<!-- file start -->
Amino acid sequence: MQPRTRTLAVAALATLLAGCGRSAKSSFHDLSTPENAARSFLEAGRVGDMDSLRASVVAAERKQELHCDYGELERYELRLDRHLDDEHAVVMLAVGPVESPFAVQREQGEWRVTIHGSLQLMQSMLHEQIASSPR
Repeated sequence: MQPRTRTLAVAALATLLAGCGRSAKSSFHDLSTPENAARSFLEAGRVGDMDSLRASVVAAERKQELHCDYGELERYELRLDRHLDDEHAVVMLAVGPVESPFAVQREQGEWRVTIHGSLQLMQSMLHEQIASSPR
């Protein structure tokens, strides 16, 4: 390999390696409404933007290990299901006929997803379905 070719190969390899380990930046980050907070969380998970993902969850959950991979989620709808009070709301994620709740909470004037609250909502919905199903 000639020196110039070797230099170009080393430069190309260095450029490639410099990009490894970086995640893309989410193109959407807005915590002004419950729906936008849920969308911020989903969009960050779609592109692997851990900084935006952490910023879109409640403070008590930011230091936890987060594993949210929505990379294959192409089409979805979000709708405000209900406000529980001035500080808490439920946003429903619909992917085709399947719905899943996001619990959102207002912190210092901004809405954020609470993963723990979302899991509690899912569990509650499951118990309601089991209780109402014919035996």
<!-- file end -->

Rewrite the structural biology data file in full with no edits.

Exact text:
Amino acid sequence: MQPRTRTLAVAALATLLAGCGRSAKSSFHDLSTPENAARSFLEAGRVGDMDSLRASVVAAERKQELHCDYGELERYELRLDRHLDDEHAVVMLAVGPVESPFAVQREQGEWRVTIHGSLQLMQSMLHEQIASSPR
Repeated sequence: MQPRTRTLAVAALATLLAGCGRSAKSSFHDLSTPENAARSFLEAGRVGDMDSLRASVVAAERKQELHCDYGELERYELRLDRHLDDEHAVVMLAVGPVESPFAVQREQGEWRVTIHGSLQLMQSMLHEQIASSPR
């Protein structure tokens, strides 16, 4: 390999390696409404933007290990299901006929997803379905 070719190969390899380990930046980050907070969380998970993902969850959950991979989620709808009070709301994620709740909470004037609250909502919905199903 000639020196110039070797230099170009080393430069190309260095450029490639410099990009490894970086995640893309989410193109959407807005915590002004419950729906936008849920969308911020989903969009960050779609592109692997851990900084935006952490910023879109409640403070008590930011230091936890987060594993949210929505990379294959192409089409979805979000709708405000209900406000529980001035500080808490439920946003429903619909992917085709399947719905899943996001619990959102207002912190210092901004809405954020609470993963723990979302899991509690899912569990509650499951118990309601089991209780109402014919035996």